5 Simple Tips To Manage Your Spending

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Simple tips to manage your spending

Canadians personal debt levels have hit a record high. The average Canadian household now has $1.68 to every dollar of earned income. Looking at those statistics, it’s no wonder that more and more people are trying to figure out how to cut their spending and redirect more of their income to paying off their (sometimes substantial) debt. If you’ve never followed a budget or curbed your spending, it can feel overwhelming to start.

Debt consolidation?

Low interest credit cards?

The amount of phrases flying around can make it seem downright daunting to start your journey to better financial health. To help, we’ve put together a short list with 5 of the best ways you can manage your spending.

1Record your expenses

This is tedious but incredibly beneficial task. Logging all of your expenses over the course of two weeks to a month will allow you to accurately gauge what you’re spending the most money on. Without seeing where your money is going, it’s difficult to get a handle on how to stop it. Consider this, if you buy a cup of coffee for $2.50 every two days, by the end of the month that has added up to about $37.50. Continue with this pattern and you’ll have spent around $450 on coffee in one year. While it may seem like an over exaggeration, many people are surprised to find that it’s the little bits of spending that are often the largest sources of unnecessary money loss.

2Keep your credit card expenses to a minimum

Credit cards can be very useful items. Rewards programs, money back and credit building are all very handy things that credit cards provide us with, unfortunately they are often used for unnecessary items or seen as ‘free money’. If you carry a balance month to month, you are being penalized with extravagant interest charges that can add up quickly. When using your credit card, it’s important to remember that you are utilizing money that does not belong to you. Consider this; would you borrow money from a friend or family member to buy that pair of shoes? Probably not. Your credit card is the same. Do your best to keep credit card expenses to a minimum and work towards paying off your balance in full each month.

3Learn to budget

When starting out, having a budget in place can provide the structure for the way you’ll handle your finances. Budgets help people develop financial discipline by forcing them to adhere to its boundaries. To make a successful budget you must first record your expenses, and then you must reconcile your budget against your actual income. Use an intuitive spreadsheet program like Excel so that your expenses, income and debt can be automatically calculated on a weekly basis. A budget will allow you to see if you are indulging in things you can’t really afford or if you actually should have money left over to put towards a savings account.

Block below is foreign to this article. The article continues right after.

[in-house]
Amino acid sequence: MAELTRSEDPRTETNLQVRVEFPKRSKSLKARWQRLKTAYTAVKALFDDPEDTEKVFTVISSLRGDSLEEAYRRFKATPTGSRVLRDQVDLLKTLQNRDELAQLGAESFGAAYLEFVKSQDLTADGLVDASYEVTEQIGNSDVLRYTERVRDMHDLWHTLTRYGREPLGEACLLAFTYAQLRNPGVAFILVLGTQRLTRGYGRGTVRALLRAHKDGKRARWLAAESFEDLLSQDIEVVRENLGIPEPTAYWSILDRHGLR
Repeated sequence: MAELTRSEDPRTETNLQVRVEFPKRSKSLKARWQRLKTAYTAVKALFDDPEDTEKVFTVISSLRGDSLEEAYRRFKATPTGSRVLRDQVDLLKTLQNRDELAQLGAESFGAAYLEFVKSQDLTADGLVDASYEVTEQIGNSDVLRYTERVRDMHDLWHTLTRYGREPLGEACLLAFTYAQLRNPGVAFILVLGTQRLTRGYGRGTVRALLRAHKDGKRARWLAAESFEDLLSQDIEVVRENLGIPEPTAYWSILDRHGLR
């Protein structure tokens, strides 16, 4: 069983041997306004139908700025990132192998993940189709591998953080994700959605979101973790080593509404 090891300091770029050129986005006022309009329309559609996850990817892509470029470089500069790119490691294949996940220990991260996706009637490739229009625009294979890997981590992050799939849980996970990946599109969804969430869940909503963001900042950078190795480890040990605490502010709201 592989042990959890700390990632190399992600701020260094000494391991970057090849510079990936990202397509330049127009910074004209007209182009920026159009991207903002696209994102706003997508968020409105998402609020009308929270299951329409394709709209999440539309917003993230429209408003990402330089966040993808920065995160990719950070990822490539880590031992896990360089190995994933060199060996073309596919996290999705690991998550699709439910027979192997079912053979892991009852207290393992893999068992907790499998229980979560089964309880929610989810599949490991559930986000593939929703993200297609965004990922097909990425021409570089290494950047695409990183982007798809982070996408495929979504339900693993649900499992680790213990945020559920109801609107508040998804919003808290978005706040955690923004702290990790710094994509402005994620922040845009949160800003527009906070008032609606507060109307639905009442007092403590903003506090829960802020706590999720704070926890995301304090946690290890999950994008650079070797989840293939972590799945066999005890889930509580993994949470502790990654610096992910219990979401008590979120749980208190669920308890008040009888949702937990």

4Use coupons

Stop throwing out those flyers you get in the mail and instead, sit down and look through them to see if there are coupons of offers applicable to items you need to purchase. Coupons and cash-back shopping sites allow people to take advantage of savings that they may not even be aware of. Some people will not use coupons out of embarrassment, but there is no reason to feel embarrassed for being financially astute. In fact, you should only be embarrassed if you paid full price for something you didn’t need to.

Keep in mind, only use coupons on things you actually need. Using coupons to purchase unneeded items does not help your bottom line.

5Pay yourself first

Paying yourself first does not mean you get to take a part of your paycheck to go buy whatever you want. In fact, paying yourself first applies to sectioning off your finances to better allow you to afford your lifestyle. When you get paid, separate the money you need you need to pay your bills and place it in a separate account that is preferably not attached to any spending card. This will also allow you to start slowly, but surely, building a savings account. My sectioning off your money you won’t risk spending money you needed to pay bills and ending up owing or being charged interest.

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